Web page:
As confirmation that the venture industry’s fortunes continue to be tied to public market performance, Venture Economics has announced its preliminary quarterly Private Equity Performance Index (PEPI) results in the US for Q4 2000. Final results will be published in Venture Economics’ 2001 Investment Benchmarks Reports published later this summer.
Returns to limited partner investments in venture capital funds fell for the fourth consecutive quarter, and finally dipped into negative territory with a -6.3% return for the quarter ending 12/31/2000. However, for the entire year the venture industry still managed an impressive 37.6% return. When compared to NASDAQ’s dismal quarterly and annual performance of -32.8% and -25.6% respectively, the venture industry fared remarkably well. Investors had been expecting returns to fall from their precipitous heights, and are probably relieved that returns are as healthy as they are. However, investors continue to be surprised by how much the performance of their venture portfolios is correlated with the public markets.
Figure 1.Venture Economics’ US Private Equity Performance Index? (PEPI)
Investment Horizon Returns as of 12/31/2000
Fund Type / 3 Mo. / 1 Year / 3 Year / 5 Year / 10 Year / 20 Year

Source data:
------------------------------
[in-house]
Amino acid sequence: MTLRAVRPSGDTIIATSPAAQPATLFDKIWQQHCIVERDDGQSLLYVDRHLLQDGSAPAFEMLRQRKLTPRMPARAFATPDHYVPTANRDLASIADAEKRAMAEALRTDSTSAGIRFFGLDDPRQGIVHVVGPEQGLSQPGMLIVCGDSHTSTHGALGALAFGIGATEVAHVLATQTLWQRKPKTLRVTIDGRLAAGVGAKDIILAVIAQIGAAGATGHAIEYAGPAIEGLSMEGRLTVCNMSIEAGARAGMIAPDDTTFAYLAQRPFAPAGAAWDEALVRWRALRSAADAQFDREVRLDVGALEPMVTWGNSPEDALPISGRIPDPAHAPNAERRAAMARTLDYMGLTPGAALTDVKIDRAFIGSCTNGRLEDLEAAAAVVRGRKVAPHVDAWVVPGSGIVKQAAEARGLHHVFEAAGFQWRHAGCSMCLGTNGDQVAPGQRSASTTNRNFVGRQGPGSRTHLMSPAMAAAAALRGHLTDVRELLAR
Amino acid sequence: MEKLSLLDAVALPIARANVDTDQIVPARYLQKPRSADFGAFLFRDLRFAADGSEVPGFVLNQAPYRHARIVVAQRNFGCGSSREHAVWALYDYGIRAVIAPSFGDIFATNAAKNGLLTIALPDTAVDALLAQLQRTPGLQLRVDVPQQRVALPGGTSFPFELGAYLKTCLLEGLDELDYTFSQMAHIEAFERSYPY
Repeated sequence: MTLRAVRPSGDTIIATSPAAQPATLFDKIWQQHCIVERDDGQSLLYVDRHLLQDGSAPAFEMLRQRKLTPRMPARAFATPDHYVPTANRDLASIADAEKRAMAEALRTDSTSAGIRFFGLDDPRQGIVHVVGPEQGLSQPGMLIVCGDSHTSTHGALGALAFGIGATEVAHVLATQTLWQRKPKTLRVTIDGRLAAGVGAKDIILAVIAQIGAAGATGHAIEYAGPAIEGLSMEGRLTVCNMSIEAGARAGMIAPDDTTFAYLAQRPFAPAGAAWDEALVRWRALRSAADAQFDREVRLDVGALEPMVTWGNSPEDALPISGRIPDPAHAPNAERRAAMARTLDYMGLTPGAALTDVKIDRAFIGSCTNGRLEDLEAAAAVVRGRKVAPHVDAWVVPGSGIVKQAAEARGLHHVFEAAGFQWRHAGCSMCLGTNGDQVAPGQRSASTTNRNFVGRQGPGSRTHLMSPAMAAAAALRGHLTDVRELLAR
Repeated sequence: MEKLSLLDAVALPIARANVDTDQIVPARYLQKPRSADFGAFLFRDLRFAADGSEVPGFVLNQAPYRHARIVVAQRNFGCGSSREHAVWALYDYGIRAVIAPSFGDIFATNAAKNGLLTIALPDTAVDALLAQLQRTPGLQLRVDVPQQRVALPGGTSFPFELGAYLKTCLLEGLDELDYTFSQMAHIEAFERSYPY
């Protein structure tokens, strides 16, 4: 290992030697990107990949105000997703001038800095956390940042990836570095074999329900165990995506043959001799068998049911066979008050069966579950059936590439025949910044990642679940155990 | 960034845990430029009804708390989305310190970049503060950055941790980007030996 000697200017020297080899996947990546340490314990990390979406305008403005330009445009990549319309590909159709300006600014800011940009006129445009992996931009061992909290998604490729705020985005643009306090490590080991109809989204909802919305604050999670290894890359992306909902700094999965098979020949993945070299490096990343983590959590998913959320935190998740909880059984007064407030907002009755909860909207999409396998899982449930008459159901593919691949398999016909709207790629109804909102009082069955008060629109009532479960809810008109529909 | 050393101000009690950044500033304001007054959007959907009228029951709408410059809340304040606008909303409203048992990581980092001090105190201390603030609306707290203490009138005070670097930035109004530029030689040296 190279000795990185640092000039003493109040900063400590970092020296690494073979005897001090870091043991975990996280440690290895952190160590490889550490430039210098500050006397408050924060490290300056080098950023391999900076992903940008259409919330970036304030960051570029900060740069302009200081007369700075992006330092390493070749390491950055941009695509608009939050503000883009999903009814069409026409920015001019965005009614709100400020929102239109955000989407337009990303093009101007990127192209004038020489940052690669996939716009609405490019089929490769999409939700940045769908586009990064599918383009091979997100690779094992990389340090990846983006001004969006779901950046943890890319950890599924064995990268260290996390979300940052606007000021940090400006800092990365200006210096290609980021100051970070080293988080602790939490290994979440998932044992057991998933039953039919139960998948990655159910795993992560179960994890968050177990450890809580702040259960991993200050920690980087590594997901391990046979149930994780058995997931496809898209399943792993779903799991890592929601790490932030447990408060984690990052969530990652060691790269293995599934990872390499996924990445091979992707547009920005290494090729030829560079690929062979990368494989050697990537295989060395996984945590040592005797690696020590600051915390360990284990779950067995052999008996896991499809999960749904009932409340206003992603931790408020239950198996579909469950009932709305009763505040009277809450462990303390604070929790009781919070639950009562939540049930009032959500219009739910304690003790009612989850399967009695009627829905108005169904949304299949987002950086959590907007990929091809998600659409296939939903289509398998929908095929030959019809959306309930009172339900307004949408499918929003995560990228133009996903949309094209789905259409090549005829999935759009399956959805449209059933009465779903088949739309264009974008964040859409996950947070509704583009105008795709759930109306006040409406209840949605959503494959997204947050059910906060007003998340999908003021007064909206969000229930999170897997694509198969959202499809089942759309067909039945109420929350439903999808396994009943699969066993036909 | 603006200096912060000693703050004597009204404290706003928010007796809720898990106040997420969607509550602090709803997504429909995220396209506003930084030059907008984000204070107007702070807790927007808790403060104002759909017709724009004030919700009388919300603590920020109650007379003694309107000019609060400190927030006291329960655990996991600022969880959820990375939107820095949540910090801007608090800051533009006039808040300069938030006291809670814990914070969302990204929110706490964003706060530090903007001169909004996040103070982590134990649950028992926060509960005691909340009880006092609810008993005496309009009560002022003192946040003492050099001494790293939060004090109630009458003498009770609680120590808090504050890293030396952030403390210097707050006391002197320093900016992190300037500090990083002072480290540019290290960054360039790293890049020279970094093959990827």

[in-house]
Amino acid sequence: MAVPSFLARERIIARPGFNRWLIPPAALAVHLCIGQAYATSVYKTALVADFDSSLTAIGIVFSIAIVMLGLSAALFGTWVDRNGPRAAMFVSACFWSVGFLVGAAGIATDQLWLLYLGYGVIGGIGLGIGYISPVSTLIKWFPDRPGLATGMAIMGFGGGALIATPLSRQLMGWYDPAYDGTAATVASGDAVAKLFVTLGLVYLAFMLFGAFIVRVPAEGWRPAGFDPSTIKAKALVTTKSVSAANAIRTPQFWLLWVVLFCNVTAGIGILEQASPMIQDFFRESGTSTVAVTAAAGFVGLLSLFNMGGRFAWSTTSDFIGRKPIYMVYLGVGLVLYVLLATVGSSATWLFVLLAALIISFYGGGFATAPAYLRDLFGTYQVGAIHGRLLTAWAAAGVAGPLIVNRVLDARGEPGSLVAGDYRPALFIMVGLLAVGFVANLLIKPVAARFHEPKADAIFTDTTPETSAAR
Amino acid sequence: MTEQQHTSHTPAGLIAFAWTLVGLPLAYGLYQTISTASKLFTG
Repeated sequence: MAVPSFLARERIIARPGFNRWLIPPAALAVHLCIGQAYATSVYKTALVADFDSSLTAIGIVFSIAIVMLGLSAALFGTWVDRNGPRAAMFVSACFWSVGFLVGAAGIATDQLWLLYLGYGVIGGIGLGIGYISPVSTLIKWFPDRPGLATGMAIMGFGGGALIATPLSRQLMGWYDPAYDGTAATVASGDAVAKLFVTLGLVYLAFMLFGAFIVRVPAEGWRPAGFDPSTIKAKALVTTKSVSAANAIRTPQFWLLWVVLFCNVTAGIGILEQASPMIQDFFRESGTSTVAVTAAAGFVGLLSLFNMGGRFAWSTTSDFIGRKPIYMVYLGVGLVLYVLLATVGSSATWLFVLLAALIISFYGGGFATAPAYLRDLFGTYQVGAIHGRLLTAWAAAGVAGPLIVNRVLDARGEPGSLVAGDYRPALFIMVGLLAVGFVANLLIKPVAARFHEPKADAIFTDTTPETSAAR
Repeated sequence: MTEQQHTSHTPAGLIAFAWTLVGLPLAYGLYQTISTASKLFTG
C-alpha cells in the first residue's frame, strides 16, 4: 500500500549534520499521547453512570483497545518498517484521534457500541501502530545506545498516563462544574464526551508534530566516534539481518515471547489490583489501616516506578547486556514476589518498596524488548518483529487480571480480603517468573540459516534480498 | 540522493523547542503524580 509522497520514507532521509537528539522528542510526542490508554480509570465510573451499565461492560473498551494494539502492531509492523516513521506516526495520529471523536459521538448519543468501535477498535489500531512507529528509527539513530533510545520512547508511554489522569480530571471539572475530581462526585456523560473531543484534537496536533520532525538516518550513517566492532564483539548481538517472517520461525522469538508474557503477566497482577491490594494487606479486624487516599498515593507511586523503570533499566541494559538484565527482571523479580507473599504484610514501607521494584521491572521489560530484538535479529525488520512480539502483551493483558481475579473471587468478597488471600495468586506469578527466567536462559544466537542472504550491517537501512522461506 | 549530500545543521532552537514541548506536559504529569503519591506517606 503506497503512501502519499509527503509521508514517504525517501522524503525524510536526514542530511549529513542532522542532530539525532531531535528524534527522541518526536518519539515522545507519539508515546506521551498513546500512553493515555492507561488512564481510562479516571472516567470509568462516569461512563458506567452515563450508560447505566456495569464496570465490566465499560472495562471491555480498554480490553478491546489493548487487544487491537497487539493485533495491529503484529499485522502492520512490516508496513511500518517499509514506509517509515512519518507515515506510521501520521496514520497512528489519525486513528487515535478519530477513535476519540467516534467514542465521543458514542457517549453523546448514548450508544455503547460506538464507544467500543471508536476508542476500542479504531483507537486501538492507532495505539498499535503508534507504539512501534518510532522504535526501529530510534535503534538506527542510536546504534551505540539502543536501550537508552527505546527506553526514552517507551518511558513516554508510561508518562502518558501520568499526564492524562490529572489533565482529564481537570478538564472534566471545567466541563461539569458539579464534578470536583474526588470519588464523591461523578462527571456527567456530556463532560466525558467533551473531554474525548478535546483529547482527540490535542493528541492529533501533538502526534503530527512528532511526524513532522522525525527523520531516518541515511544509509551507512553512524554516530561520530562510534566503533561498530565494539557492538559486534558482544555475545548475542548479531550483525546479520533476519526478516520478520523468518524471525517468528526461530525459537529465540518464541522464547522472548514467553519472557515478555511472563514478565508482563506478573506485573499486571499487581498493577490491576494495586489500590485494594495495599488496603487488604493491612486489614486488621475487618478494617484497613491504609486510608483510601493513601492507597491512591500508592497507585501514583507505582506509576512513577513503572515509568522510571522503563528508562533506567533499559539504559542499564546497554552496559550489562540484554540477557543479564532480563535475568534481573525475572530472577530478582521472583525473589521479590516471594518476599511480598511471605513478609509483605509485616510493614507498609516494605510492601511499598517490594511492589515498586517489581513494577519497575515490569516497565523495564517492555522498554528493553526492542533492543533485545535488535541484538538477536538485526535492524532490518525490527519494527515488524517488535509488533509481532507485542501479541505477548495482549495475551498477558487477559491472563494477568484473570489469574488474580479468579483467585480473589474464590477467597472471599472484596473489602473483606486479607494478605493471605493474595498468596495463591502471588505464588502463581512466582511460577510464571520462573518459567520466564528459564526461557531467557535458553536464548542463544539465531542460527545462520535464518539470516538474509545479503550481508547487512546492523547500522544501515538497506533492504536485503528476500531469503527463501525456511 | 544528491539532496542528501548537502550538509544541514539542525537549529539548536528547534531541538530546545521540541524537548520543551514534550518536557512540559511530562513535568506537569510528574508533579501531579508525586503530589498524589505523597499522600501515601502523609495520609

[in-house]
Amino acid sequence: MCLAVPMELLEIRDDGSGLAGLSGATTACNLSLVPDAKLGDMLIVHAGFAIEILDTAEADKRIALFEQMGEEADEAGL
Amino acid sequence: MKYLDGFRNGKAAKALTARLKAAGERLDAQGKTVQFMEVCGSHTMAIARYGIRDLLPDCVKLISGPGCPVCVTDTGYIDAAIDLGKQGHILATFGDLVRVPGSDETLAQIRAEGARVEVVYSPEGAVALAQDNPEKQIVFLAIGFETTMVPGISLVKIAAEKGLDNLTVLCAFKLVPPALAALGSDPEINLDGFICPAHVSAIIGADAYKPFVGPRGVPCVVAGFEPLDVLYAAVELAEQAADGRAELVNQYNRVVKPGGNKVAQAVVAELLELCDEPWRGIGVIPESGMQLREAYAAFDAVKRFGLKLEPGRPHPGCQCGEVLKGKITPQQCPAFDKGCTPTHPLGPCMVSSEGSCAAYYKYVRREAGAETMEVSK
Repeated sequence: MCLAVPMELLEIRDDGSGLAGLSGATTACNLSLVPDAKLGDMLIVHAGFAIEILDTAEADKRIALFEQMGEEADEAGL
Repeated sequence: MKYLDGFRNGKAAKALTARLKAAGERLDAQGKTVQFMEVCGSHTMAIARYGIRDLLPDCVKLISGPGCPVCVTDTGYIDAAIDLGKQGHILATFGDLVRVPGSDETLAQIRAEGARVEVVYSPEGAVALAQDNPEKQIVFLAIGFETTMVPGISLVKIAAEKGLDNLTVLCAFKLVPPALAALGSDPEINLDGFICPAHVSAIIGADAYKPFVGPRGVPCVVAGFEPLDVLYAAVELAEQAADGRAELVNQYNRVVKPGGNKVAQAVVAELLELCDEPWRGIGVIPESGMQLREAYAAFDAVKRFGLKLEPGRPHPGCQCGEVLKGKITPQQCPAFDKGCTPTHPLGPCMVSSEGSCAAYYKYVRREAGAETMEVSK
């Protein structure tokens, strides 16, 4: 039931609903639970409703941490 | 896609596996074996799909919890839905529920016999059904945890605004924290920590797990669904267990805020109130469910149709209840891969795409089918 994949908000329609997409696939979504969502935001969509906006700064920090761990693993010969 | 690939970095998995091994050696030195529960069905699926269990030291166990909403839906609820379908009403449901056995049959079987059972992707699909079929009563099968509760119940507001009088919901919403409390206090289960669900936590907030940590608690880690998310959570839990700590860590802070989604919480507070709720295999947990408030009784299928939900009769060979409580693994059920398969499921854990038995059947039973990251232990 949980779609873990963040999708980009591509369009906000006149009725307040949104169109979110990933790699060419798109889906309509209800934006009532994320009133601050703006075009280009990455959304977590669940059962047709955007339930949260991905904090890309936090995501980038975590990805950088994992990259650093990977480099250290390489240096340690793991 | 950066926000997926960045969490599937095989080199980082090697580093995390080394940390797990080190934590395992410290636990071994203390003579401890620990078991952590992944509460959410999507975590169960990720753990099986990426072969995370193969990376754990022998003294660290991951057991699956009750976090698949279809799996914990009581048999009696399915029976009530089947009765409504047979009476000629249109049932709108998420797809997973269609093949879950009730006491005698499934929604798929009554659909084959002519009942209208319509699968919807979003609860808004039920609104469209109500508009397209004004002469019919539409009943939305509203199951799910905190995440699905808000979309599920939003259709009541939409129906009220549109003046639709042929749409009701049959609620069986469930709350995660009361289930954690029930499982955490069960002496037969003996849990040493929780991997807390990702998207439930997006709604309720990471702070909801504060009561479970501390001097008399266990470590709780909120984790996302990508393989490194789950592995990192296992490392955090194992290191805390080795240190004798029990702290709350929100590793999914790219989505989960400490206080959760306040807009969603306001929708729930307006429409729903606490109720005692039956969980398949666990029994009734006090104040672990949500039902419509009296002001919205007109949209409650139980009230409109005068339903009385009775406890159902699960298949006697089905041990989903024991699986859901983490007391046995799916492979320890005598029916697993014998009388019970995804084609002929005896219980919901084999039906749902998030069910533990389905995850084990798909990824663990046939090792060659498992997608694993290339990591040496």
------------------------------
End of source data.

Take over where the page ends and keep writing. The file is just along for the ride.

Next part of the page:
Early/Seed / -4.8% / 51.2% / 93.7% / 65.5% / 35.8% / 23.8%
Balanced / -7.3% / 33.2% / 61.5% / 42.9% / 27.0% / 17.5%
Later Stage VC / -8.1% / 19.9% / 31.7% / 31.1% / 25.2% / 18.3%
All Venture / -6.3% / 37.6% / 64.8% / 48.0% / 29.9% / 19.9%
All Buyouts / -2.5% / 9.7% / 14.3% / 17.4% / 16.6% / 19.2%
Mezzanine / -0.2% / 14.9% / 10.8% / 11.1% / 12.4% / 11.7%
All Private Equity / -4.0% / 20.0% / 30.3% / 28.3% / 22.1% / 19.3%
Not all Funds Created Equal
Long-term investors do have a lot to be happy about. Venture capital returns are usually analysed on a “vintage year basis.” Since funds have fixed lives and are generally closed to new investors, funds are usually grouped by the year they are formed.
By this measure, older funds have seen less degradation with the current market volatility, while funds formed more recently show more volatility in their performance. Figure 2 indicates, for example, that investors in funds that were formed in 1990 and thus near the end of their lives showed a 26.7% annualised return since inception and only showed a drop of 1.4% in the 4th quarter of 2000. Compare this to the phenomenal 105% return enjoyed by investors who invested in funds that started in 1996 at the beginning of the Internet craze and the 78.8% return to funds that started investing in 1998.
Figure 2. Vintage Year Results for Selected Years
Results as of 12/31/2000
Annualised / Distribution
Year of / Return / to Invested / Return in
Fund /d Since Inception / Capital / 2000 Q4
Formation / (%) / (times) / (%)
1990 / 27.6% / 2.57 / -1.4%
1996 / 105.1% / 3.61 / -9.3%
1998 / 78.8% / 0.55 / -4.0%
Venture Economics/National Venture Capital Association